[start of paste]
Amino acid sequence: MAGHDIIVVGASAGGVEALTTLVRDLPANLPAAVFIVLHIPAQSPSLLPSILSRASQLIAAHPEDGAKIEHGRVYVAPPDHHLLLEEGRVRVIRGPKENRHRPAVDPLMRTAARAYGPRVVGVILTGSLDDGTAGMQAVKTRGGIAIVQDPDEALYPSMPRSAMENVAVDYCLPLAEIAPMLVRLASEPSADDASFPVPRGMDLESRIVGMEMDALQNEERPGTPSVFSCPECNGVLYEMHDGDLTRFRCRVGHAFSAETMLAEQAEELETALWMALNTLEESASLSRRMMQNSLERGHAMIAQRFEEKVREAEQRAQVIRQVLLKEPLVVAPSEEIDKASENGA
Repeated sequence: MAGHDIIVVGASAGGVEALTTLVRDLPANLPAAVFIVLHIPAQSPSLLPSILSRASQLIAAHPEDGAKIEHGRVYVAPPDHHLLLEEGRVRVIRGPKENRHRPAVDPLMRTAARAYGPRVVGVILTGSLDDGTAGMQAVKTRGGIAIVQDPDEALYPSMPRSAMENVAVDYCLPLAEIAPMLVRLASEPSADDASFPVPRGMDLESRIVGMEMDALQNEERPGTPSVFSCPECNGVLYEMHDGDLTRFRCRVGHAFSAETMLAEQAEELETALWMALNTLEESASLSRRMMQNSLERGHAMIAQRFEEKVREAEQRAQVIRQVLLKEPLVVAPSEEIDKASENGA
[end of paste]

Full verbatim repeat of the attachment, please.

Amino acid sequence: MAGHDIIVVGASAGGVEALTTLVRDLPANLPAAVFIVLHIPAQSPSLLPSILSRASQLIAAHPEDGAKIEHGRVYVAPPDHHLLLEEGRVRVIRGPKENRHRPAVDPLMRTAARAYGPRVVGVILTGSLDDGTAGMQAVKTRGGIAIVQDPDEALYPSMPRSAMENVAVDYCLPLAEIAPMLVRLASEPSADDASFPVPRGMDLESRIVGMEMDALQNEERPGTPSVFSCPECNGVLYEMHDGDLTRFRCRVGHAFSAETMLAEQAEELETALWMALNTLEESASLSRRMMQNSLERGHAMIAQRFEEKVREAEQRAQVIRQVLLKEPLVVAPSEEIDKASENGA
Repeated sequence: MAGHDIIVVGASAGGVEALTTLVRDLPANLPAAVFIVLHIPAQSPSLLPSILSRASQLIAAHPEDGAKIEHGRVYVAPPDHHLLLEEGRVRVIRGPKENRHRPAVDPLMRTAARAYGPRVVGVILTGSLDDGTAGMQAVKTRGGIAIVQDPDEALYPSMPRSAMENVAVDYCLPLAEIAPMLVRLASEPSADDASFPVPRGMDLESRIVGMEMDALQNEERPGTPSVFSCPECNGVLYEMHDGDLTRFRCRVGHAFSAETMLAEQAEELETALWMALNTLEESASLSRRMMQNSLERGHAMIAQRFEEKVREAEQRAQVIRQVLLKEPLVVAPSEEIDKASENGA